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Behold the Most Distant Crescent Moon

Pluto's largest moon Charon crescent-lit by the Sun and reflected "Plutoshine" from Pluto. (NASA/Johns Hopkins University Applied Physics Laboratory/Southwest Research Institute)

Pluto’s largest moon Charon crescent-lit by the Sun and reflected “Plutoshine” from Pluto. (NASA/Johns Hopkins University Applied Physics Laboratory/Southwest Research Institute)

At first glance this pixelated picture may not look all that spectacular, but it gains a whole new meaning when you realize what it’s actually showing: a look at the most distant crescent moon ever seen! But this isn’t Earth’s moon; it’s Charon, Pluto’s largest companion, lit by the light from a Sun 3.2 billion miles away—some of it even reflected off Pluto.

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Why Are Pluto’s Moons So Weird?

A view of partially-lit Nix, captured from 14,000 miles by New Horizons on July 14, 2015. (NASA/JHUAPL/SwRI)

A view of partially-lit Nix, captured from 14,000 miles by New Horizons on July 14, 2015. (NASA/JHUAPL/SwRI)

Whether you want to call it a planet, dwarf planet, Kuiper Belt Object, or some or none of the above, there’s no denying that Pluto and its family of moons are true curiosities in the Solar System. Not only does little Pluto have one moon — Charon — that’s so massive in comparison that they both actually orbit each other around a central point outside the radius of either (if you feel like adding “binary” to whatever term you prefer to use, go right ahead) but it also has four other smaller moons in orbit that kinda sorta break the rules of how moons are “supposed to” behave.

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These New Pictures of Pluto Are Almost Impossibly Awesome

A backlit, haze-covered Pluto imaged by New Horizons on July 14, 2015, from a distance of 11,000 miles (18,000 km). CLICK FOR FULL SIZE. Credit: NASA/JHUAPL/SwRI.

A backlit, haze-covered Pluto imaged by New Horizons on July 14, 2015, from a distance of 11,000 miles (18,000 km). CLICK FOR FULL SIZE. Credit: NASA/JHUAPL/SwRI.

Hold on to your seats, hats, socks, etc… these newly-received and -released images of Pluto from the New Horizons spacecraft are, in a word, icantbelievewhatimseeingisreal!

But they are real, and that’s what’s so great!

Obviously you’re already looking at one of them above: it’s a view of Pluto captured after New Horizons had already made its closest pass over Pluto on July 14 and was moving into its night side, giving a literally unprecedented perspective of the planet in backlit detail. With this low-angle lighting Pluto’s surface features are emphasized and its multi-layered atmospheric haze is highlighted in amazing detail.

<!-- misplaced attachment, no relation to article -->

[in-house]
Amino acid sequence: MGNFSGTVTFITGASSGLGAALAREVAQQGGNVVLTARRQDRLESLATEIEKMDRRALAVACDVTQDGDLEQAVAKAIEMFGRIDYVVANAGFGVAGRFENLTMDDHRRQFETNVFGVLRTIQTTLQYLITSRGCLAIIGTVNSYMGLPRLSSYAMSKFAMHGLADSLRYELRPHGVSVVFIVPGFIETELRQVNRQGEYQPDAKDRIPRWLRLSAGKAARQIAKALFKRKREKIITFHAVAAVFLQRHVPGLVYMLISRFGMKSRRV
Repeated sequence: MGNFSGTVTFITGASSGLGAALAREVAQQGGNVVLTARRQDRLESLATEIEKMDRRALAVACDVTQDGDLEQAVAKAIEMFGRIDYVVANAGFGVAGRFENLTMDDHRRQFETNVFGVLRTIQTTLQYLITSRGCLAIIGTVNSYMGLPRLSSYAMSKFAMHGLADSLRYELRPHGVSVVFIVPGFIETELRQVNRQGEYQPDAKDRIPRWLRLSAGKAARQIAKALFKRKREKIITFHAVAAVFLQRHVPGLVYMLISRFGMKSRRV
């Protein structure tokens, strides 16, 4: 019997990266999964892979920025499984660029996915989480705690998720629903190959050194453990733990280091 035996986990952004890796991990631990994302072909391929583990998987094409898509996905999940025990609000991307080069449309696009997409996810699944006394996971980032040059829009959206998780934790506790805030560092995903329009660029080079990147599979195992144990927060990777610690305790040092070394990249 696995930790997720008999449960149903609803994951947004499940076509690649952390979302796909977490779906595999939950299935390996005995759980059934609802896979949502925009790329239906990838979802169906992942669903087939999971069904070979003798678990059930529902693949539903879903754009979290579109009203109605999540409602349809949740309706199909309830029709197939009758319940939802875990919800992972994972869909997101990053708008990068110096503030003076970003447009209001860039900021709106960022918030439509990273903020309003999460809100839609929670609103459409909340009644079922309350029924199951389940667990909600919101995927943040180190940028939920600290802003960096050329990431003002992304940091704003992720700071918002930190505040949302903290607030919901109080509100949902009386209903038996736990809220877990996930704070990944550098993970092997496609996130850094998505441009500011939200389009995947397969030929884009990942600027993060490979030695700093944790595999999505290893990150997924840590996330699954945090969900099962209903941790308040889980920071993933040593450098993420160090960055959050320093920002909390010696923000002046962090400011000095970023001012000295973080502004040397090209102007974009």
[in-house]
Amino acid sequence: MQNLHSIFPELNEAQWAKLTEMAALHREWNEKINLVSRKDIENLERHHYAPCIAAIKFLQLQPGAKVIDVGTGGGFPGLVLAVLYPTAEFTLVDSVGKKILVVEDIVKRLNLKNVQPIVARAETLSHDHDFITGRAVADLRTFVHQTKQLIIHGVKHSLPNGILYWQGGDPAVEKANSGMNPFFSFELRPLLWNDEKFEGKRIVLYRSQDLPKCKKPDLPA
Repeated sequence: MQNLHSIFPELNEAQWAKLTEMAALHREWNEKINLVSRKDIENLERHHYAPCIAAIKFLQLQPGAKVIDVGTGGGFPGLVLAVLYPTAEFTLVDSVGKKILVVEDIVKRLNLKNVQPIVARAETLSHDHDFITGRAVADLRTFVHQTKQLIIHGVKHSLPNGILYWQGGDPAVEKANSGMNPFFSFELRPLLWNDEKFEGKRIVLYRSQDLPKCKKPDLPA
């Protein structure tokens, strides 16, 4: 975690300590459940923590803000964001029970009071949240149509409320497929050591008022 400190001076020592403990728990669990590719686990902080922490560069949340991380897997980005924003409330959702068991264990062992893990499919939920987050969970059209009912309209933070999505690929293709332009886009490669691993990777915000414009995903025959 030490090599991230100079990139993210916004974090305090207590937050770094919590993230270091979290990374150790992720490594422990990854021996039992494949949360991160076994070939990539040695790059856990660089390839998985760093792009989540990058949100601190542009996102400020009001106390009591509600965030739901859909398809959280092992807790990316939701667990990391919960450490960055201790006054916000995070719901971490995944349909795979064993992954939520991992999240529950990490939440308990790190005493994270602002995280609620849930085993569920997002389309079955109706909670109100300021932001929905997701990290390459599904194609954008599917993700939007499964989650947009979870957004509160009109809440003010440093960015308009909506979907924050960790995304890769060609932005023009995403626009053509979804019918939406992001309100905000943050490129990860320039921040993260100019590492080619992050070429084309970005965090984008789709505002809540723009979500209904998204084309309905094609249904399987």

Incredible, right? Well, get an even better look in the next one:

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Pluto’s Ice Mountains Revealed in Stunning Detail

Enormous ice mountains discovered on Pluto

Enormous ice mountains discovered on Pluto. Credit: NASA/Johns Hopkins University Applied Physics Laboratory/Southwest Research Institute.

At 3 p.m. EDT today, July 15 2015, from the Johns Hopkins University’s Applied Physics Laboratory in Laurel, Maryland, the New Horizons team revealed to the world the first high-resolution image acquired of the surface of Pluto. This was obtained during the historic July 14 flyby with New Horizons’ “Ralph” camera, and it’s our very first close-up view of this distant world’s fascinating, beautiful, and surprisingly crater-free surface! Of course more will be coming as the days, weeks, and months pass, and many further studies will be done to determine the nature of all of the features revealed, but for now – enjoy.

This is truly an amazing time in space exploration!

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Here’s Our Best and Last Look at Pluto’s Moon-facing Side

Pluto's Charon-facing side imaged by New Horizons on July 11, 2015 (NASA/Johns Hopkins University Applied Physics Laboratory/Southwest Research Institute)

Pluto’s Charon-facing side imaged by New Horizons on July 11, 2015 (NASA/Johns Hopkins University Applied Physics Laboratory/Southwest Research Institute)

Three days before New Horizons’ closest pass by Pluto and we already have the first final image of the mission: this is the last “best” view we will have of Pluto’s Charon-facing side, as the spacecraft will be acquiring its most detailed images of the planet’s opposite side on July 14.

Pluto and its largest moon Charon are locked together gravitationally, a scenario called tidal locking. The face of one is always aimed at the same face of the other, and they orbit around a point in space (the barycenter) that is located between the two (but closer to Pluto.) Thus the image above shows the side of Pluto that Charon always “sees.”*
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